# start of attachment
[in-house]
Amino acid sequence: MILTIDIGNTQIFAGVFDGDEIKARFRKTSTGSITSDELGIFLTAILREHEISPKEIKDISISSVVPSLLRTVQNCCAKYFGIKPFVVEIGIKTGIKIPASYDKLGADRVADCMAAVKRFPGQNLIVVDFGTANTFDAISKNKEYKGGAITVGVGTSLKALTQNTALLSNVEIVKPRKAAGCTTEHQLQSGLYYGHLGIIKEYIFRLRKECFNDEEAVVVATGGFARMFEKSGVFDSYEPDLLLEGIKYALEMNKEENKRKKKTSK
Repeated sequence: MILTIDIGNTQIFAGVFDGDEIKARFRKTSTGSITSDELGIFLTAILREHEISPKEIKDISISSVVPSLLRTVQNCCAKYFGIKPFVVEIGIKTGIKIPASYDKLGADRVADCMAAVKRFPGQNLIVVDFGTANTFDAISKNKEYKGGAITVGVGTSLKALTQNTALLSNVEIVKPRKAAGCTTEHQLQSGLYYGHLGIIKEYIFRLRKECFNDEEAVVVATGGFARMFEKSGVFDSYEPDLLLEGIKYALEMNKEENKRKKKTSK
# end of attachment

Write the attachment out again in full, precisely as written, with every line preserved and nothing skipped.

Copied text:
[in-house]
Amino acid sequence: MILTIDIGNTQIFAGVFDGDEIKARFRKTSTGSITSDELGIFLTAILREHEISPKEIKDISISSVVPSLLRTVQNCCAKYFGIKPFVVEIGIKTGIKIPASYDKLGADRVADCMAAVKRFPGQNLIVVDFGTANTFDAISKNKEYKGGAITVGVGTSLKALTQNTALLSNVEIVKPRKAAGCTTEHQLQSGLYYGHLGIIKEYIFRLRKECFNDEEAVVVATGGFARMFEKSGVFDSYEPDLLLEGIKYALEMNKEENKRKKKTSK
Repeated sequence: MILTIDIGNTQIFAGVFDGDEIKARFRKTSTGSITSDELGIFLTAILREHEISPKEIKDISISSVVPSLLRTVQNCCAKYFGIKPFVVEIGIKTGIKIPASYDKLGADRVADCMAAVKRFPGQNLIVVDFGTANTFDAISKNKEYKGGAITVGVGTSLKALTQNTALLSNVEIVKPRKAAGCTTEHQLQSGLYYGHLGIIKEYIFRLRKECFNDEEAVVVATGGFARMFEKSGVFDSYEPDLLLEGIKYALEMNKEENKRKKKTSK